Regardless of your coffee preference in the ongoing Starbucks versus Dunkin’ Donuts taste debate, Starbucks has become so pervasive in our world that it bears study. In The Starbucks Experience published in 2007, author JosephMichelli reviews what has made Starbucks not just a new product or service, but part of our current cultural experience.
Here’s a blogging tactic you may want to adopt one day — add on to someone else’s topic. This post is a real example of how it works.
Greg Satel’s post on October 9 is on “learning tips from the media pros.” Read it. It’s great. So great, in fact, that I’m abandoning my original idea for this week and adding a thought on to his. I’m even using a similar graphic to show continuity.
I recently started a blog which has been surprisingly successful. From the very first month, I had an enormous response. It is still growing briskly and lots of very nice people write me to tell me how much they like my site. It has been a fantastically rewarding adventure!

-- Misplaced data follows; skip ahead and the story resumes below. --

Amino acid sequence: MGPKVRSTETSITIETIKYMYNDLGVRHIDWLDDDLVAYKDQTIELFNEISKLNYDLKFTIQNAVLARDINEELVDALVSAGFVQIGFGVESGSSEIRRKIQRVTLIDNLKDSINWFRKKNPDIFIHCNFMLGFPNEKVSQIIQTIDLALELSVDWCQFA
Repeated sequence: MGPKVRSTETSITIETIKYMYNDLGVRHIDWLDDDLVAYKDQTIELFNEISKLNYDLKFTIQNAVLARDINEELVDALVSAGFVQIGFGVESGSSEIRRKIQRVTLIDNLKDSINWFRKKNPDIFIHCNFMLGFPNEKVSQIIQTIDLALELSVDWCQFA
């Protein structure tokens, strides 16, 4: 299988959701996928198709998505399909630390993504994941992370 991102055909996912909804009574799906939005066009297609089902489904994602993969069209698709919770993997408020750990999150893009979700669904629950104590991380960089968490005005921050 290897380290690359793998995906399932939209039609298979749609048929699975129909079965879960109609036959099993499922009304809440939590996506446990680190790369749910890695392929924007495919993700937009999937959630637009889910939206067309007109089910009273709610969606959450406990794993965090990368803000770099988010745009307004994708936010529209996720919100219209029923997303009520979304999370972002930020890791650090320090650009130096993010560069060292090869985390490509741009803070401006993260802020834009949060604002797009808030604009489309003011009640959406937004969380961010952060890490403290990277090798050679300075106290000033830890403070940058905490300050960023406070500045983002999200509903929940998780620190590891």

I recently read a great book called The Writers Coach by Jack Hart. It’s a must have for any writer that struggles with the process. Two tips that I now use every day are: **themes and jot outlines**.
Are the obstacles to video blogging and business-use of video (direct, business-to-business, business-to-consumer[s] video communication) on the web possible to overcome? That is, can we find ways to make it over potential hurdles regarding our personal comfort on camera and the production value of the videos we’re in?
We’ve talked about the need to make scannable blog posts and how the visual system works. We’ve talked getting the right toolbox to create scannable posts. Now, let’s talk about how to put your tools to work. Use headings as sign-posts Especially if your post is long, use headings to break it up and show…